“We are still in the very early stages of understanding this new syndrome,” he tells RealSimple.com. “Clinical trials still need to be set up to see if treating patients identified earlier this way makes a difference in terms of the time on onset of dementia.”

He is hopeful, however, that patients identified with MBI will be monitored more closely by their doctors; previously they might have been ignored.

And while patients and concerned family members shouldn’t jump to conclusions or self-diagnose, he does believe that a shift in a person’s mental or emotional state is worth checking out.

“Yes, later life changes in personality should be brought up with one’s doctor,” he says.

The new checklist isn’t the only exciting news coming out of the Alzheimer’s Association conference this week. Additional new and novel ways the disease may soon be detected earlier have been proposed, as well.

For example, University of Waterloo scientists unveiled a non-invasive eye-scan technology that may help recognize dementia-specific proteins in the brain before a person develops symptoms. And a team from Columbia University reported that a scratch-and-sniff smell identification test might also be useful in predicting cognitive decline.

 

This article originally appeared on RealSimple.com.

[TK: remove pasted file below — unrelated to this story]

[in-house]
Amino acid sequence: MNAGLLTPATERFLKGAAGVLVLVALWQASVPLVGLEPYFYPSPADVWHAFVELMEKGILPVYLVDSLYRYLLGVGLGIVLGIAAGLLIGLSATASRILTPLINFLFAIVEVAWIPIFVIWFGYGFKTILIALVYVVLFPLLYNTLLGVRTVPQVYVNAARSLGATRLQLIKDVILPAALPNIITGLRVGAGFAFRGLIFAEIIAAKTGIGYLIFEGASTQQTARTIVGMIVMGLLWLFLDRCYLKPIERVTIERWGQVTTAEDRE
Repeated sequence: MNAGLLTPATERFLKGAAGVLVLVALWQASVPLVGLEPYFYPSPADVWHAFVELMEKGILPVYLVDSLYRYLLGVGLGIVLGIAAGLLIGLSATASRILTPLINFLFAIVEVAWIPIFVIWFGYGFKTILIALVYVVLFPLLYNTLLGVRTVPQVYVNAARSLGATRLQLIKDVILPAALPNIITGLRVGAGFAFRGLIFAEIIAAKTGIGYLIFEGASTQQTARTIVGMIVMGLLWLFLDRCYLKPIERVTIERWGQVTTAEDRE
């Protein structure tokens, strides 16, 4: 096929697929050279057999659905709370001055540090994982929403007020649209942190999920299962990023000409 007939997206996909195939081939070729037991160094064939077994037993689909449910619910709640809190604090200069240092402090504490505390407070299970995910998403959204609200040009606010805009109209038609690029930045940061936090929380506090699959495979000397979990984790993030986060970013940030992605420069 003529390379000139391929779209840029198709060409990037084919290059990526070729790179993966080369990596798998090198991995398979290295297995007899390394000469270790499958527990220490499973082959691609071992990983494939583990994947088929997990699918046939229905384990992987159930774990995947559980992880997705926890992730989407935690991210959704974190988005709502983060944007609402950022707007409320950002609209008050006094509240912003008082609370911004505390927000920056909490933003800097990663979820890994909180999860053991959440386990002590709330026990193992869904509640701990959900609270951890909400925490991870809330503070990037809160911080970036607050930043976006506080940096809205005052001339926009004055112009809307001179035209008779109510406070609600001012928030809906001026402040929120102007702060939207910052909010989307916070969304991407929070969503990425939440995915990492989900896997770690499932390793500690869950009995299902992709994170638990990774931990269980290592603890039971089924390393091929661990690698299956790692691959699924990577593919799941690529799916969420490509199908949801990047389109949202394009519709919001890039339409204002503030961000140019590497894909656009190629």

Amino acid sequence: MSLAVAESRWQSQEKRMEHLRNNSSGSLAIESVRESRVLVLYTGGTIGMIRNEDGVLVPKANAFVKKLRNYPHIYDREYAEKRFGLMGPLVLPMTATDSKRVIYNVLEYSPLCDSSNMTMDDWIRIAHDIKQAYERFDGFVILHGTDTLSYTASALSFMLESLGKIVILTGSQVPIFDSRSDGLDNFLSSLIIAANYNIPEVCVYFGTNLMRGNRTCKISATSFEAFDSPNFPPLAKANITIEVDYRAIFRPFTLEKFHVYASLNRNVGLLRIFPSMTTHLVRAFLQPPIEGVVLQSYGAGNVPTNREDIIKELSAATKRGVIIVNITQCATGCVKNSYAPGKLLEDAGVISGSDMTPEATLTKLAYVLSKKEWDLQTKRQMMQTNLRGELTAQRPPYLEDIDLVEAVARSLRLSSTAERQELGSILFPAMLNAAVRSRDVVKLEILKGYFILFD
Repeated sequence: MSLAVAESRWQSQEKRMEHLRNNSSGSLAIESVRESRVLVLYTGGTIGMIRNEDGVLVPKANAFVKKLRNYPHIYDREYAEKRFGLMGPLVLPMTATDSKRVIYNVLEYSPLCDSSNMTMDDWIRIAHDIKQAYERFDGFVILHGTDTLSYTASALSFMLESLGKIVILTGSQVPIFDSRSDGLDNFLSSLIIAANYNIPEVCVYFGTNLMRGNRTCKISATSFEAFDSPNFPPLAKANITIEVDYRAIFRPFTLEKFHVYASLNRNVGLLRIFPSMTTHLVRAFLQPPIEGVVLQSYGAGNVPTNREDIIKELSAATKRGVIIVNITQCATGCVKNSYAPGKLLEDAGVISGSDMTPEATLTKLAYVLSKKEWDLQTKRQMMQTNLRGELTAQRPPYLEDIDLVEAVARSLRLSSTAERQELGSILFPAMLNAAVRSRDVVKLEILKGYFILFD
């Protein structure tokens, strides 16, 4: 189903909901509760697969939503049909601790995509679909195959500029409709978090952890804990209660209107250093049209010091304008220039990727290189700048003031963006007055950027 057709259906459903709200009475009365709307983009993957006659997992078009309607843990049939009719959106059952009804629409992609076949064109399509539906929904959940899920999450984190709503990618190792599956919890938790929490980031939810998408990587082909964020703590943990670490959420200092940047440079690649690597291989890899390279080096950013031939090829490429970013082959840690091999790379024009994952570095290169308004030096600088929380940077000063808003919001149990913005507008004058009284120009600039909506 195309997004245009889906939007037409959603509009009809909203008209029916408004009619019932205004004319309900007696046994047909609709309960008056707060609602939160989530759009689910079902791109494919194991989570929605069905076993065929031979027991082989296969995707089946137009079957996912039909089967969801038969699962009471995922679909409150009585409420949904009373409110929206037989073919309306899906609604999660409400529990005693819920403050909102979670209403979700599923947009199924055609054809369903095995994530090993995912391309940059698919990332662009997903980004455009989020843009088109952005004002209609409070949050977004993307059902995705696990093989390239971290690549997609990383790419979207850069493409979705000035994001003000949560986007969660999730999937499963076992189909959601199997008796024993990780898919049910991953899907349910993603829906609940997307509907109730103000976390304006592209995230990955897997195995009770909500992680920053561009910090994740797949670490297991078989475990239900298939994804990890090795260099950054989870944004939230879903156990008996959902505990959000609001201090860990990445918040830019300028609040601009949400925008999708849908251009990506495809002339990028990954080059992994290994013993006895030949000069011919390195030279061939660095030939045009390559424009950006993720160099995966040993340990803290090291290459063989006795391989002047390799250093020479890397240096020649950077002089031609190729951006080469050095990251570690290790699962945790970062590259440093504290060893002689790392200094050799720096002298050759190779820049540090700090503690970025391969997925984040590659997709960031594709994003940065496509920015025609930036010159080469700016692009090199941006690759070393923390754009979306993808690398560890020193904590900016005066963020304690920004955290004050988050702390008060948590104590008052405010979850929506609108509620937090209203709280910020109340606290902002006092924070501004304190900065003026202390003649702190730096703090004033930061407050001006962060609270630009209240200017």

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How This Grown-Up Coloring Book Can Help You Heal From Grief

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Grown-up coloring books are all the rage right now—an estimated 12 million books were sold in 2015, according to Nielsen Bookscan, up from 1 million the previous year. Most books feature swirling mandalas, intricate floral patterns, or scenic cityscapes, and help colorers soothe everyday stress and explore their artistic side.

One new adult coloring book, however, was designed specifically for people who've experienced significant loss or challenges in their lives. Colors of Loss and Healing: An Adult Coloring Book for Getting Through Tough Times ($11; amazon.com) serves as both an art project and a guide for coping with grief. 

Deborah Derman, PhD, a Dresher, Penn.-based grief and bereavement counselor, was inspired to write the book after receiving a coloring book for her birthday last year. “I looked at the book and all the little lines and thought, ‘oh my gosh I’m never going to finish this!’" she says. "But I picked up a pencil and I started to color, one little space, and another little space. I was so relaxed, it was like a meditation almost. I realized this is exactly how I got through all of these losses—one small, little space at a time."

Derman knows from experience what it takes to heal after a personal tragedy. At age 27, an ex-boyfriend died by suicide, sending Derman into a spiral of grief and self-blame. Ten years later, she was waiting for her parents at an airport when she watched their small private plane crash from the sky, killing everyone aboard. A few years later, her husband died suddenly from a heart attack, leaving her a single mom. And shortly after his death, Derman was diagnosed with a rare form of breast cancer. Rather than allowing grief to take over her life, Derman picked up the pieces, channeled her sadness into researching loss and methods of healing, and eventually earned her doctorate in psychoeducational processes.